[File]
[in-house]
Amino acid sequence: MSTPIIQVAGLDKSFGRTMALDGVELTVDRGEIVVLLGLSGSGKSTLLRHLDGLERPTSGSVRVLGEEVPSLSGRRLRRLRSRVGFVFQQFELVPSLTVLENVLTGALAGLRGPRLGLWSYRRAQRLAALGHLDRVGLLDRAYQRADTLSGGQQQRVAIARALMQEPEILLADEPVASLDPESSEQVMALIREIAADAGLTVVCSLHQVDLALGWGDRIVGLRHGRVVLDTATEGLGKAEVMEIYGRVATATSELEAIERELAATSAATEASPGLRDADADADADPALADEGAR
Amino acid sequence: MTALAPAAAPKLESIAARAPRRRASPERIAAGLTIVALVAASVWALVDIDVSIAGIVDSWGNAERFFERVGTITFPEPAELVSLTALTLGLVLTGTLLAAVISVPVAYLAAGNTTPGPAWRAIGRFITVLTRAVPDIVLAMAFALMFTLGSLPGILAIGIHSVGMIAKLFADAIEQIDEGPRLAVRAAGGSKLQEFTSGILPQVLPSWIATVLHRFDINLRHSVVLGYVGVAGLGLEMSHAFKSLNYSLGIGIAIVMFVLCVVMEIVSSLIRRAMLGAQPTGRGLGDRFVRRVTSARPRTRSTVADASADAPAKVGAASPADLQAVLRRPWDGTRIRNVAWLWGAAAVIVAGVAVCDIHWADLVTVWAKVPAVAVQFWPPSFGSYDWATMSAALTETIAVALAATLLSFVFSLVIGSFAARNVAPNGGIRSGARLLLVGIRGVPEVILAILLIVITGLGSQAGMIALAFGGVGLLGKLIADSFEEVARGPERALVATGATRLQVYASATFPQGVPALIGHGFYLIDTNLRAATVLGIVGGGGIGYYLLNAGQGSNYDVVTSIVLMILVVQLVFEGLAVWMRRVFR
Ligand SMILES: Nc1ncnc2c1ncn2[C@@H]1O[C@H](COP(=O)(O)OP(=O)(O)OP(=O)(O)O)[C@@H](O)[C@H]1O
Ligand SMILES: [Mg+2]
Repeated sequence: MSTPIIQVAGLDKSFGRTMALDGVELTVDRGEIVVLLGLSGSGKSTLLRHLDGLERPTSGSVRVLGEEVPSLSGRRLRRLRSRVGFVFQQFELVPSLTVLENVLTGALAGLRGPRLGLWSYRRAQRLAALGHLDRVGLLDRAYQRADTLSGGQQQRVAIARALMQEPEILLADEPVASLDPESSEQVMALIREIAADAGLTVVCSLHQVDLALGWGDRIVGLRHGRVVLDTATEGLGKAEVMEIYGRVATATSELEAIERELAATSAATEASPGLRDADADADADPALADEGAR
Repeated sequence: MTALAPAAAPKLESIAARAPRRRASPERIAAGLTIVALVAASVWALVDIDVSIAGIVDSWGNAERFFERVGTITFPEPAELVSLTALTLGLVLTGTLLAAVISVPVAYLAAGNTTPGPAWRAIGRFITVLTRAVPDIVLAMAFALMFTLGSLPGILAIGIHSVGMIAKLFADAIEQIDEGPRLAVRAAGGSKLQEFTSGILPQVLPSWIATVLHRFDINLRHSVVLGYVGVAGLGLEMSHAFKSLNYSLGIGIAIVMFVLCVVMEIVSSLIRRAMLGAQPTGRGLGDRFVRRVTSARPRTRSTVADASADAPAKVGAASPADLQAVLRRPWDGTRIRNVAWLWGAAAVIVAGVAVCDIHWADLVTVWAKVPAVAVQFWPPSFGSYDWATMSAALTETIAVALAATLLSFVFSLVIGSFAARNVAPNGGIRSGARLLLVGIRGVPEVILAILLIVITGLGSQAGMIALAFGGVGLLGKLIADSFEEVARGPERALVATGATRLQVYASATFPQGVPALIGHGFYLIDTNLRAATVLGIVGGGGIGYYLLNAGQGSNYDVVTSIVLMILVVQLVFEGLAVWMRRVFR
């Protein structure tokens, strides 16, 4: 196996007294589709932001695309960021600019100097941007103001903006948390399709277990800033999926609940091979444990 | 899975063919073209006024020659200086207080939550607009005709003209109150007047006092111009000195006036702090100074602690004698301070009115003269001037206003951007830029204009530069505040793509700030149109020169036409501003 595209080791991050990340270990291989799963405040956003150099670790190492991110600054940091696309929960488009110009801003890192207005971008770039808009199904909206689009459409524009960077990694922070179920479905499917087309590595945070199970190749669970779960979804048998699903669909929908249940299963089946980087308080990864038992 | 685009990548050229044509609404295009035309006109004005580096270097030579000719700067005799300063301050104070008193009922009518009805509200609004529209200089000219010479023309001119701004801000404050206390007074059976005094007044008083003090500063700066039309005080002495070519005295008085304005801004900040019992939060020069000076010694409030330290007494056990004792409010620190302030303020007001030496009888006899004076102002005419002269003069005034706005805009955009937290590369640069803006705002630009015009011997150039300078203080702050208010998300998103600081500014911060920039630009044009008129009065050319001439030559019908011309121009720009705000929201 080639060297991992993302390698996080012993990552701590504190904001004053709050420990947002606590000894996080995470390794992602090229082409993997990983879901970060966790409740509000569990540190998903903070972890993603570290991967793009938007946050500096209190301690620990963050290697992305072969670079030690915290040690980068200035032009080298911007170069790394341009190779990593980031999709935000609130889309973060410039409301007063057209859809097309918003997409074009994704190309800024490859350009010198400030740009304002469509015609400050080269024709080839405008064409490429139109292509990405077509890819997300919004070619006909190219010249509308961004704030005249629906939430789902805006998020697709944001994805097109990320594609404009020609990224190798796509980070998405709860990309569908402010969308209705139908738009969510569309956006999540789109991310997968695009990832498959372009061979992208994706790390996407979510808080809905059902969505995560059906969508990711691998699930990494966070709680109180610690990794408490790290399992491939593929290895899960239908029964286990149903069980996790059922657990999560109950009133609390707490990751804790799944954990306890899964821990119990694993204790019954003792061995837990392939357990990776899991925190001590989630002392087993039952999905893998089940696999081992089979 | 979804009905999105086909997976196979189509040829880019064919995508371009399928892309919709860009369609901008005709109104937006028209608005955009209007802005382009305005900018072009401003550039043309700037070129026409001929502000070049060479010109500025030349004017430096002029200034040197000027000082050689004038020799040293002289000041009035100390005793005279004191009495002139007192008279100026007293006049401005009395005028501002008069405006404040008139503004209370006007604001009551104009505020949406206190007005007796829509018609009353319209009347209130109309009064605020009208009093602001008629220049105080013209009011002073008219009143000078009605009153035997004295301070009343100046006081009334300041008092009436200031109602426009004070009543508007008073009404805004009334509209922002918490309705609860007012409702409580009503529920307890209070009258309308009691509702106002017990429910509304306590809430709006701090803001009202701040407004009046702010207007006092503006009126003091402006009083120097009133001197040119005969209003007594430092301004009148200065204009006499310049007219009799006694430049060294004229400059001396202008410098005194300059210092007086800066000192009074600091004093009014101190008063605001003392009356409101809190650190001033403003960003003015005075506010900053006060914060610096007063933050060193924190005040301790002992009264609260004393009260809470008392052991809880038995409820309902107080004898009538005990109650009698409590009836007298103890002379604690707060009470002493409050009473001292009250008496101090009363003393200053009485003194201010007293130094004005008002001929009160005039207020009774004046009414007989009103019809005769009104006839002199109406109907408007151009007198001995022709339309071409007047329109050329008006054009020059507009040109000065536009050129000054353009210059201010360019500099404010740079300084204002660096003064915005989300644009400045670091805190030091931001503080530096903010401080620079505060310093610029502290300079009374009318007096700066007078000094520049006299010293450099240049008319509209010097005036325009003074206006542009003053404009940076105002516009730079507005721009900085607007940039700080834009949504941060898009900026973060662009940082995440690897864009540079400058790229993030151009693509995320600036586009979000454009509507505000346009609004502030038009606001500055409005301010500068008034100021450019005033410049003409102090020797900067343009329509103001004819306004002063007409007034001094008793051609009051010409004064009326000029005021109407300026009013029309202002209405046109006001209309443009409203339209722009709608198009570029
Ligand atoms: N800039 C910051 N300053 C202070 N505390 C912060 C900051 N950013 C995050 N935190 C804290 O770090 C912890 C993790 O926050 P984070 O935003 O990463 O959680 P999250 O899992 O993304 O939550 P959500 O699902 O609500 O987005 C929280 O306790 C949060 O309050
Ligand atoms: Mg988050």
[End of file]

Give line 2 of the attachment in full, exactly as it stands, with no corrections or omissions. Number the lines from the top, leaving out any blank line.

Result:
Amino acid sequence: MSTPIIQVAGLDKSFGRTMALDGVELTVDRGEIVVLLGLSGSGKSTLLRHLDGLERPTSGSVRVLGEEVPSLSGRRLRRLRSRVGFVFQQFELVPSLTVLENVLTGALAGLRGPRLGLWSYRRAQRLAALGHLDRVGLLDRAYQRADTLSGGQQQRVAIARALMQEPEILLADEPVASLDPESSEQVMALIREIAADAGLTVVCSLHQVDLALGWGDRIVGLRHGRVVLDTATEGLGKAEVMEIYGRVATATSELEAIERELAATSAATEASPGLRDADADADADPALADEGAR